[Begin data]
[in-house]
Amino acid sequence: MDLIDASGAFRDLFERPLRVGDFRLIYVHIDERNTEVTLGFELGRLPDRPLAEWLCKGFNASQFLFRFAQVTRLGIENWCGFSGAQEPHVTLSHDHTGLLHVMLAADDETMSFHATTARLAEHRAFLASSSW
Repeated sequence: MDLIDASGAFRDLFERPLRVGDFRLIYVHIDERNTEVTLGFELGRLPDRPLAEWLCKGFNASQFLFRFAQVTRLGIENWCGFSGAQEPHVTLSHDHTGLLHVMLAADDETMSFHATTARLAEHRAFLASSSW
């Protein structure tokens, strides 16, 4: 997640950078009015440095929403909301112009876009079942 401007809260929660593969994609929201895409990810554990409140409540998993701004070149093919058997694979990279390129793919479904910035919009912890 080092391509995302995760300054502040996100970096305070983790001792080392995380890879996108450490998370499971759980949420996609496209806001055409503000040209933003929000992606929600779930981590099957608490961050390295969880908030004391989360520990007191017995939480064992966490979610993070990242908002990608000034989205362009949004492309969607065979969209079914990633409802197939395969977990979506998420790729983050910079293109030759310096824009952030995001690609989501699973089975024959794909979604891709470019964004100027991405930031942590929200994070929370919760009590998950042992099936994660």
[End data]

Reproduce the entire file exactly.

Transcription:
[in-house]
Amino acid sequence: MDLIDASGAFRDLFERPLRVGDFRLIYVHIDERNTEVTLGFELGRLPDRPLAEWLCKGFNASQFLFRFAQVTRLGIENWCGFSGAQEPHVTLSHDHTGLLHVMLAADDETMSFHATTARLAEHRAFLASSSW
Repeated sequence: MDLIDASGAFRDLFERPLRVGDFRLIYVHIDERNTEVTLGFELGRLPDRPLAEWLCKGFNASQFLFRFAQVTRLGIENWCGFSGAQEPHVTLSHDHTGLLHVMLAADDETMSFHATTARLAEHRAFLASSSW
């Protein structure tokens, strides 16, 4: 997640950078009015440095929403909301112009876009079942 401007809260929660593969994609929201895409990810554990409140409540998993701004070149093919058997694979990279390129793919479904910035919009912890 080092391509995302995760300054502040996100970096305070983790001792080392995380890879996108450490998370499971759980949420996609496209806001055409503000040209933003929000992606929600779930981590099957608490961050390295969880908030004391989360520990007191017995939480064992966490979610993070990242908002990608000034989205362009949004492309969607065979969209079914990633409802197939395969977990979506998420790729983050910079293109030759310096824009952030995001690609989501699973089975024959794909979604891709470019964004100027991405930031942590929200994070929370919760009590998950042992099936994660």